I also took this opportunity to create a Talks page which consolidates the slides and recordings for the presentations I’ve given at development conferences and CocoaHead meetups over the past few years.

Speaking at 360iDev

I’m extremely happy to announce that I’ve been invited to speak at the 360iDev Developers Conference this fall in Denver! This will be my third time attending this conference since 2009, and will mark my first time attending as a speaker.

If you’re thinking of going, I recommend grabbing a ticket soon because it’s sold out the last four years running!

Sounds Delicious #3: Picture Perfect

In this episode, I’m joined by Ashely Rodriguez of Not Without Salt, an absolutely gorgeous website where she expertly combines three of my favorite subjects: food, family and photography.

Ashley and I discuss the importance of creativity in the kitchen, her food photography techniques, some great sources of inspiration for developing recipes, and finding joy in cooking for your family.

Sounds Delicious #2: Smoke Signals

In this episode, I’m joined by Shawn Blanc, a full time technology blogger and barbecue enthusiast who currently resides in Kansas City; a city renowned for it’s unique form of barbecue.

Shawn and I cover the fundamentals of great smoked barbecue, how to hack your own smoker, and uncover the mystery that is “burnt ends”.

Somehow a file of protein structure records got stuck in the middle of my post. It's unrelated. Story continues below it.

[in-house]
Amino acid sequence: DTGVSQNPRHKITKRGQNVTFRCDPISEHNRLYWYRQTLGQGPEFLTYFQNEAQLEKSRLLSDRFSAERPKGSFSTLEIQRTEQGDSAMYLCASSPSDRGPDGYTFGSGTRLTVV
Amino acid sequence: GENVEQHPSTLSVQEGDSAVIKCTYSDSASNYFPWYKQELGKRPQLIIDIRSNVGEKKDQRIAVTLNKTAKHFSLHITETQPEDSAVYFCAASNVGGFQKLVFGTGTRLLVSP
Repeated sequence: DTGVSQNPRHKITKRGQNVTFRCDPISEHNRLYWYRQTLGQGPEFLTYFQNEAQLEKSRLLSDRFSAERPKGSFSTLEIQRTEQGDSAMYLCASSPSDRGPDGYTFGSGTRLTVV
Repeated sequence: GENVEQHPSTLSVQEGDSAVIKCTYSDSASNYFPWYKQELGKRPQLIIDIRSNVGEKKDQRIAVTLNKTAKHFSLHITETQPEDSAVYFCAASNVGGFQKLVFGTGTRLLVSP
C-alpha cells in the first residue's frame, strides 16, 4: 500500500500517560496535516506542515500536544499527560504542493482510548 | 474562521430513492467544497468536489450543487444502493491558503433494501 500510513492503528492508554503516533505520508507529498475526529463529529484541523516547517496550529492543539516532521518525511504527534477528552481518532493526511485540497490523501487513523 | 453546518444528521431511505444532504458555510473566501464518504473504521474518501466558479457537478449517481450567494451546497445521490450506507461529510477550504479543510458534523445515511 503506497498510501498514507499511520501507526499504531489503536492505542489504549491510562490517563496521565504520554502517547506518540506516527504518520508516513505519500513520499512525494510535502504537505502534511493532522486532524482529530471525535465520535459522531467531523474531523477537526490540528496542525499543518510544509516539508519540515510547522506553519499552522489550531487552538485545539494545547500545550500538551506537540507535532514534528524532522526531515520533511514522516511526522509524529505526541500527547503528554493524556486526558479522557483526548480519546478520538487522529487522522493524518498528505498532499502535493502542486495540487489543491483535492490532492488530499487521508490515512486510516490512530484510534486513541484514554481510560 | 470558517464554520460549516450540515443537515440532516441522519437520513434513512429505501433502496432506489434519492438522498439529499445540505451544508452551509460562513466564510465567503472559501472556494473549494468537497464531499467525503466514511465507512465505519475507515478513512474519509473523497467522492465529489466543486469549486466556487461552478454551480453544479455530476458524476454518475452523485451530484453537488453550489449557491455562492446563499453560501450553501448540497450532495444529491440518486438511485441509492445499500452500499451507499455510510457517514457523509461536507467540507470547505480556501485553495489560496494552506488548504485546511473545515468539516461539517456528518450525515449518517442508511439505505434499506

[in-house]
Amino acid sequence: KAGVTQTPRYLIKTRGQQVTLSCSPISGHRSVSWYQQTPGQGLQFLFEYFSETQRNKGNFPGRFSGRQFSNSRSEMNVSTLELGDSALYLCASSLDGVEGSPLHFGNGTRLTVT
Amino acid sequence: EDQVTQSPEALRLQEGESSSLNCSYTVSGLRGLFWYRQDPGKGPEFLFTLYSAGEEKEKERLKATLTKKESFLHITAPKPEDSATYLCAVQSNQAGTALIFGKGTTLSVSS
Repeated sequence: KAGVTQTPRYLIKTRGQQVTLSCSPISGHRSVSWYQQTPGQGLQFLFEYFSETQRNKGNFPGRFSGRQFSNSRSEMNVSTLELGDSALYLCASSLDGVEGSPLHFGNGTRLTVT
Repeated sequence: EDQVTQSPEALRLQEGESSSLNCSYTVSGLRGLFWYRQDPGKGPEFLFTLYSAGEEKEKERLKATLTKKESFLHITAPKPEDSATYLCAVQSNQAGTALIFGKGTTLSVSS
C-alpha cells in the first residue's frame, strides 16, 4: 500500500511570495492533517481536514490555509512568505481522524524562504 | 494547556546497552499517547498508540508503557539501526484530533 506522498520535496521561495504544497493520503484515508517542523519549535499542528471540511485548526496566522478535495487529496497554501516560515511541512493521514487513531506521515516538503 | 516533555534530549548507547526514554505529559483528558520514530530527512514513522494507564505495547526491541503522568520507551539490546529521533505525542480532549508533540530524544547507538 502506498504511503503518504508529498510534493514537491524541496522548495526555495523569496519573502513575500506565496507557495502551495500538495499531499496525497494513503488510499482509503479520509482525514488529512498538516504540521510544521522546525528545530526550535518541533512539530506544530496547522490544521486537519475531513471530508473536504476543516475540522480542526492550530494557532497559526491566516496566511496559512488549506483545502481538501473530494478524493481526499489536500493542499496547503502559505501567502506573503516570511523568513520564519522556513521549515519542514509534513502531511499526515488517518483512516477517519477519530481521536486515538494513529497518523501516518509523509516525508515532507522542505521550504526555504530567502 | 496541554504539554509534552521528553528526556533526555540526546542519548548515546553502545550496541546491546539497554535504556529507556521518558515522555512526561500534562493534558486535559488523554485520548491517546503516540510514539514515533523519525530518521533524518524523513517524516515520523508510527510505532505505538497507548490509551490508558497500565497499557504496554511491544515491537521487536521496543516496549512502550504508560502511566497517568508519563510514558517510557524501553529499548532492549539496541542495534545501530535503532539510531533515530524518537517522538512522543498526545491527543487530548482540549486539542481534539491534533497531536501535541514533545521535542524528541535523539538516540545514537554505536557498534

Outside My Comfort Zone

Public speaking is an area that I’ve always considered myself to be a bit lacking. I’ve never taken one of those personality tests, but I’m pretty confident that I’d land on the mildly introverted side of the spectrum. Left to my own devices, I can very easily spend an entire workday without interacting with anyone verbally.

In an effort to break out of this self-built shell, I’ve been forcing myself to step outside my comfort zone and participate in several speaking engagements over the past year. Among these included a few presentations at my local CocoaHeads chapter and multiple guest appearances with Jim Metzendorf on The Comic Shack podcast. And even though I still haven’t quite conquered the pre-flight jitters I feel before each of these talks, once they’re over I’m always happy I participated and contributed.

An unintended side effect of these speaking engagements is that they’ve lead to some additional opportunities and projects I never would have considered a year ago. I’m very happy to announce two upcoming projects I’m extremely excited about:

  • I’ve have accepted an invitation to be a speaker at CocoaConf in Raleigh where I’ll be presenting along with some amazing featured speakers like Bill Dudney, Aaron Hillegass, and Daniel Steinberg.
  • Last week, I launched my own podcast, Sounds Delicious!, which will be a weekly interview show where we explore the topics relevant to the home cook and moving beyond the boundaries of the everyday cookbook.

Am I nervous about being listed alongside some of the most well know Apple developers in the industry? You bet.

Do I realize that despite being pretty accomplished in the kitchen, I’m a complete newbie when it comes to producing a podcast? Absolutely.

It’s still not easy for me to completely ignore all my lizard brain reservations, but thanks to a conversation I had with a very smart Mann, I realized I don’t have to. By setting them aside, ever so briefly, some pretty amazing things can happen.